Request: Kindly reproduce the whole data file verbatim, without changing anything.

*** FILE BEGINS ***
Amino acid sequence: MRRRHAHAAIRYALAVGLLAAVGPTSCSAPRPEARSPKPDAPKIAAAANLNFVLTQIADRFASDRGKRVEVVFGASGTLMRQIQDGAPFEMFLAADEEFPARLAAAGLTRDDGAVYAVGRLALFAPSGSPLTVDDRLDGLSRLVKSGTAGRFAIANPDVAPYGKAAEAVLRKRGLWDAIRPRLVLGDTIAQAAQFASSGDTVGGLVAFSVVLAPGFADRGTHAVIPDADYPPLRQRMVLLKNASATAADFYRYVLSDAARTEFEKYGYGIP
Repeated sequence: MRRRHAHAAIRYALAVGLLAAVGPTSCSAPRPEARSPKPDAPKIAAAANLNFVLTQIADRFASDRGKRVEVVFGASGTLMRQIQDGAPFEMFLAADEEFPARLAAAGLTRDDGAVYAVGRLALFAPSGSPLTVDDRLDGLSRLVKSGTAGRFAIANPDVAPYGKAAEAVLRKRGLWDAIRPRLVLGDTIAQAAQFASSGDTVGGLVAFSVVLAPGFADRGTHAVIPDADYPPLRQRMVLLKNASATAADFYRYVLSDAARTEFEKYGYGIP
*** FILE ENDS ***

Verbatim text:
Amino acid sequence: MRRRHAHAAIRYALAVGLLAAVGPTSCSAPRPEARSPKPDAPKIAAAANLNFVLTQIADRFASDRGKRVEVVFGASGTLMRQIQDGAPFEMFLAADEEFPARLAAAGLTRDDGAVYAVGRLALFAPSGSPLTVDDRLDGLSRLVKSGTAGRFAIANPDVAPYGKAAEAVLRKRGLWDAIRPRLVLGDTIAQAAQFASSGDTVGGLVAFSVVLAPGFADRGTHAVIPDADYPPLRQRMVLLKNASATAADFYRYVLSDAARTEFEKYGYGIP
Repeated sequence: MRRRHAHAAIRYALAVGLLAAVGPTSCSAPRPEARSPKPDAPKIAAAANLNFVLTQIADRFASDRGKRVEVVFGASGTLMRQIQDGAPFEMFLAADEEFPARLAAAGLTRDDGAVYAVGRLALFAPSGSPLTVDDRLDGLSRLVKSGTAGRFAIANPDVAPYGKAAEAVLRKRGLWDAIRPRLVLGDTIAQAAQFASSGDTVGGLVAFSVVLAPGFADRGTHAVIPDADYPPLRQRMVLLKNASATAADFYRYVLSDAARTEFEKYGYGIP